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New exhibit pairs NWT food history with weekly tastings

Last modified: January 25, 2023 at 10:16am


The Prince of Wales Northern Heritage Centre’s first exhibit of 2023 opens on Thursday, combining an exhibit on northern food with weekly tastings.

The exhibit, Delicious, showcases 17 archival images spanning 1910 to 1993. The tastings will be run by the Yellowknives Dene First Nation and the Tree of Peace Friendship Centre’s Youth on the Land program.

Erin Suliak, the exhibit’s curator, says having the images alongside the tastings is an opportunity for people to learn about traditional foodways – a social science term for the cultural, social and economic aspects of producing and eating food.

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“It’s not just what you put on your plate, but everything that goes around it,” Suliak said.

“How are things gathered? How do people learn about cooking? How is that knowledge passed from generation to generation?”

The goal, Suliak says, is to give people a chance to try new food while learning from those preparing and cooking it.

“They’re there to share their knowledge as well,” she said.

“Once you start scratching at the surface, you realize how much depth is there behind these foods. It’s not just about what you eat, it’s everything around it too.

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“The North has particularly special things that we gather, and that we eat, and all of the culture around it is such a wonderful thing to talk about and to share.”

The exhibit looks at food from places like Gwich’in and Inuvialuit communities and the Fort Resolution area. Archive images feature different cooks and food stores, providing historical context.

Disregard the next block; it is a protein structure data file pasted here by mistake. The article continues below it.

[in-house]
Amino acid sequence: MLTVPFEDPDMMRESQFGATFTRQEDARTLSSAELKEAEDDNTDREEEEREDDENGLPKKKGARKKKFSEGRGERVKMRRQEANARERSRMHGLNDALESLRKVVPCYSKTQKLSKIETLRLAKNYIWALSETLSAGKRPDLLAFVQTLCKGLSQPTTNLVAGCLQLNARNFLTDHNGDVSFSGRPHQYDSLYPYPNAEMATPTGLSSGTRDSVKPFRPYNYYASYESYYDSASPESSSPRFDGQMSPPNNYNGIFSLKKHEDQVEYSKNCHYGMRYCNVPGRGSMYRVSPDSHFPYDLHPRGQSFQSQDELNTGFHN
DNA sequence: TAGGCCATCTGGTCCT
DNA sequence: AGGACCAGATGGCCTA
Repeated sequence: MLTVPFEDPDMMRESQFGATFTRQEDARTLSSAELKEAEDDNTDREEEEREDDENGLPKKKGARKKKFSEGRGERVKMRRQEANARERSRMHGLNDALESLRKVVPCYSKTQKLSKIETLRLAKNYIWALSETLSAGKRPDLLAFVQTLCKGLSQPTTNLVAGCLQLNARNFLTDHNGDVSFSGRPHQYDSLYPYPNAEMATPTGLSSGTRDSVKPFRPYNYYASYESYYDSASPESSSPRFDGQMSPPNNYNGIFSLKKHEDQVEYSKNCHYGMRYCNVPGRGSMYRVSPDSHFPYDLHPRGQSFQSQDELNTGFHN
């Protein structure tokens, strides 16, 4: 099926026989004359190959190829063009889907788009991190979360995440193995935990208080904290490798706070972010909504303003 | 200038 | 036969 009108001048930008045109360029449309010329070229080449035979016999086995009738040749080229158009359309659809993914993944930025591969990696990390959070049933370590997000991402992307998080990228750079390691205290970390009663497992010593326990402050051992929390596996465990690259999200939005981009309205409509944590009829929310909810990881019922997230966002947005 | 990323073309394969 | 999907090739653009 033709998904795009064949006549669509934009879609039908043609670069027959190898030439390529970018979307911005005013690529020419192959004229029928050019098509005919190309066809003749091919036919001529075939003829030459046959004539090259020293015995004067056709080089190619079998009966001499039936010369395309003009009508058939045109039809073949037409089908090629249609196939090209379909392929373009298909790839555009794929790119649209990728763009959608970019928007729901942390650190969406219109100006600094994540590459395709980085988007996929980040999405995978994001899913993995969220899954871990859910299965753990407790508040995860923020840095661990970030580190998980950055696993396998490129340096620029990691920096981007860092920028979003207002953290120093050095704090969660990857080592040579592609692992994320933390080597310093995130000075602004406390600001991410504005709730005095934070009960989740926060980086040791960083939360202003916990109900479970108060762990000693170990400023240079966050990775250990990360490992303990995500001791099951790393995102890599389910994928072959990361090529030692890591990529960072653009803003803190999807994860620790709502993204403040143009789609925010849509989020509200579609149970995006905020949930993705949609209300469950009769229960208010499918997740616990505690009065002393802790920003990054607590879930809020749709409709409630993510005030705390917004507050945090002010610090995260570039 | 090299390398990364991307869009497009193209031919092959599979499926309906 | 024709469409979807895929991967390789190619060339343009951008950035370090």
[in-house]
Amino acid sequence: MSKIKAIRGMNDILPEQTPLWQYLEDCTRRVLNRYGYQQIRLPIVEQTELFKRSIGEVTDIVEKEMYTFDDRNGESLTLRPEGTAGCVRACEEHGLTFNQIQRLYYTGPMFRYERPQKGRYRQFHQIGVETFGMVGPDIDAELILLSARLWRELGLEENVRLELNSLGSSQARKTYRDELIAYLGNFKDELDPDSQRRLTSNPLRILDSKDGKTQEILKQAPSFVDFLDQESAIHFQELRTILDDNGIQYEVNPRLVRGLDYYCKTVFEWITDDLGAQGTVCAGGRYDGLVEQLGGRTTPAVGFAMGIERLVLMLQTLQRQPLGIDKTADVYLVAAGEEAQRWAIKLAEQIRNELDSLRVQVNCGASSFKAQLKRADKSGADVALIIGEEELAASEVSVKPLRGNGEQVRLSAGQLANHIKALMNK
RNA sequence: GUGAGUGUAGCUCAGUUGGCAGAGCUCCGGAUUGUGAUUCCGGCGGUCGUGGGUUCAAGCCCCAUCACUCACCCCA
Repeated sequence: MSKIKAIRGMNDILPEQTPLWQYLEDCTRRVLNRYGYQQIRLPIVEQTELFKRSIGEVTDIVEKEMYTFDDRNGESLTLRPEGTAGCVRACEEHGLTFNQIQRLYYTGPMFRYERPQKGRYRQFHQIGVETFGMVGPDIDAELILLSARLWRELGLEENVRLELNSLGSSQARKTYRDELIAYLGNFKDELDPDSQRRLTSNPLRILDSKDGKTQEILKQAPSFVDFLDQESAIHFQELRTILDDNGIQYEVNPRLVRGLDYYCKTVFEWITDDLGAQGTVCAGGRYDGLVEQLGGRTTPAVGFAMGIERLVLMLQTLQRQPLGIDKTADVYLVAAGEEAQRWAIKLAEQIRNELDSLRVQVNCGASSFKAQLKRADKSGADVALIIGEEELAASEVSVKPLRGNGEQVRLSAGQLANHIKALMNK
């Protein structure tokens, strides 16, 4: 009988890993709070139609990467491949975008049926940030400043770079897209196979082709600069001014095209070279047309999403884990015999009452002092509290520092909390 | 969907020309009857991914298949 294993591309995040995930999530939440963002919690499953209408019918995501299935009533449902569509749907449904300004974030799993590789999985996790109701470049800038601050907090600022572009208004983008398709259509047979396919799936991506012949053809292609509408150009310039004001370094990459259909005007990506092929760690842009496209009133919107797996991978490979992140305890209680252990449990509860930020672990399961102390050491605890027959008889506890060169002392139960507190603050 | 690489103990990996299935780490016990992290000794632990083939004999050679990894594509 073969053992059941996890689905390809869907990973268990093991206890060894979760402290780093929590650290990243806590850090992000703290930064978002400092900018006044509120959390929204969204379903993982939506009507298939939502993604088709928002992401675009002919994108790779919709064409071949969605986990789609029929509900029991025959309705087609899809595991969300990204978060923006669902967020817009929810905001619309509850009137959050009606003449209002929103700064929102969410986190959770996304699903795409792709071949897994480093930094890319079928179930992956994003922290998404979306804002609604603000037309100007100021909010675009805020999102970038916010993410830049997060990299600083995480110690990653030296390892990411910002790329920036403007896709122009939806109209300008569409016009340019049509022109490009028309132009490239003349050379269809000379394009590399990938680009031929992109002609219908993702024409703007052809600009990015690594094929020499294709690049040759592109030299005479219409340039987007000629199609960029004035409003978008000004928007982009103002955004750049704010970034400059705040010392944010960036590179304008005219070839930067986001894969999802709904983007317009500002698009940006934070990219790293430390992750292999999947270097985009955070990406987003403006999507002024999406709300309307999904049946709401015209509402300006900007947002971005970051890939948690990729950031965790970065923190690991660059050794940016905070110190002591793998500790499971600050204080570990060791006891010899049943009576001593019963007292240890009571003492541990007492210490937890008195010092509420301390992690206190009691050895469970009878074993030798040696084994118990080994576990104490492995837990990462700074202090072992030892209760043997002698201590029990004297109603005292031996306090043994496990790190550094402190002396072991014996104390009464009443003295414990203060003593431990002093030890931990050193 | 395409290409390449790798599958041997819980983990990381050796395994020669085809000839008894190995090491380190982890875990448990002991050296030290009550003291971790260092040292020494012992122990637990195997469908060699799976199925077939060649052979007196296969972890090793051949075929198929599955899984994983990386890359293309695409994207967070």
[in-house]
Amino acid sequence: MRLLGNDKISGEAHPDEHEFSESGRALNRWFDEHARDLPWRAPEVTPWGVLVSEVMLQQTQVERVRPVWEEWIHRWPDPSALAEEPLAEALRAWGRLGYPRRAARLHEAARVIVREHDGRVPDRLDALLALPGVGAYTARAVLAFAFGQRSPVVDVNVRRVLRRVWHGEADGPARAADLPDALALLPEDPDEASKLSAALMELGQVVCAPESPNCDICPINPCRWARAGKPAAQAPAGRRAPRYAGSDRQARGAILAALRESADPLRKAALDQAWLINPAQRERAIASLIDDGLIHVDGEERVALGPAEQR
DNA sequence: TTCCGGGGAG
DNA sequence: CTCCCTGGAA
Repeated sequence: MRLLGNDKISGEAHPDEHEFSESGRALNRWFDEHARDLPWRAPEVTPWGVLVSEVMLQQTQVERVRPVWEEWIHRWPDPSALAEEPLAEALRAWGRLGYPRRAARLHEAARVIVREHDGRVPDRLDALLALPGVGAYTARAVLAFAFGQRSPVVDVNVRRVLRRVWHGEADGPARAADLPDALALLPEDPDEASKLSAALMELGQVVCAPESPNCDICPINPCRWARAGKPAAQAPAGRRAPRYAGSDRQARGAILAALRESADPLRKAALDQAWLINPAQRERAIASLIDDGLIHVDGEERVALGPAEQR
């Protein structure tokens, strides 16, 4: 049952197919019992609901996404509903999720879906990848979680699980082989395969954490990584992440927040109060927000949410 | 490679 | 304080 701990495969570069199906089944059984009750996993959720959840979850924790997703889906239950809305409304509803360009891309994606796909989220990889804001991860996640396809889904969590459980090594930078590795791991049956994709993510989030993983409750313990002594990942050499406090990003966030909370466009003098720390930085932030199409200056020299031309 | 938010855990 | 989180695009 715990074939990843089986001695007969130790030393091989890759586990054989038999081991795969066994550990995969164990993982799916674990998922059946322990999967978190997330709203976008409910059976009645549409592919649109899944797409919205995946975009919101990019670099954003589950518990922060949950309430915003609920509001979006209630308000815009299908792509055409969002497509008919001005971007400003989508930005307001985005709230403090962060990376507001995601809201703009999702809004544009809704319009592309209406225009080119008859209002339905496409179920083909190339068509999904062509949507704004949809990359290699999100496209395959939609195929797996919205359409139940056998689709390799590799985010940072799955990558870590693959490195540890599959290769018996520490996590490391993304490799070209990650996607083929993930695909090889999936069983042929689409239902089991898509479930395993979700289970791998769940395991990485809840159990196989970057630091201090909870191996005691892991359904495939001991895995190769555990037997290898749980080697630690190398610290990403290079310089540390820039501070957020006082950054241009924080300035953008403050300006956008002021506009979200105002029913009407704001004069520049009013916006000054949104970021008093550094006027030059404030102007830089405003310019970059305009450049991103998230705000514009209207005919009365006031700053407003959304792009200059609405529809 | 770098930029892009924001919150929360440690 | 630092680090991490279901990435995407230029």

Occasionally, Delicious touches on NWT food icons of a different sort.

“We have a photograph of the old Kentucky Fried Chicken in Yellowknife,” Suliak told Cabin Radio.

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Young people working on the food tasting portion of the exhibit
Young people working on the food tasting portion of the exhibit. Photo: Christina Moore

“You have that, and you can see how long franchise food has been a thing in the Northwest Territories. We also have a photo of Elder William Antoine holding a caribou head.”

That image notes the importance of caribou, she said.

“It sparks conversation about a very well-respected Elder, and that’s what we want from this: conversation and opportunities to learn.”

Christina Moore, an Indigenous youth worker at the Tree of Peace, served as a project manager with Indigenous youth to plan the tastings.

Moore said the idea of incorporating tastings into the exhibit came after museum staff attended a youth advisory meeting held by the friendship centre.

“They came to talk about how we can connect more with them, and they were like, ‘Hey, we have this exhibit coming up and it’s all about traditional foods,’” Moore explained.

“Cooking is a big part of what we do out on the land, so we thought it was a really nice tie to have traditional food demonstrations and traditional harvesters there during the exhibit.”

Moore hopes having the tastings at the museum will encourage more collaborations and, in turn, provide more opportunities to Indigenous youth.

“Just getting sectors involved is so important. With this we have the Tree of Peace, Ecology North, Bush Kids, YKDFN and the museum,” she said.

“These groups all help empower the youth and help with skill development and employability skills, and it’s really great because they get to learn by doing and providing to this community.”

Delicious opens on Thursday, January 26 at 12pm, with tastings from 12-2pm. After that, the exhibit will be open during museum hours – 10am-5pm, Tuesday through Sunday.

Tastings will happen every Thursday from 12-2pm. Those attending are encouraged to dress warm as the tastings will take place in a wall tent outside.

More information on the exhibit can be found on the museum’s website.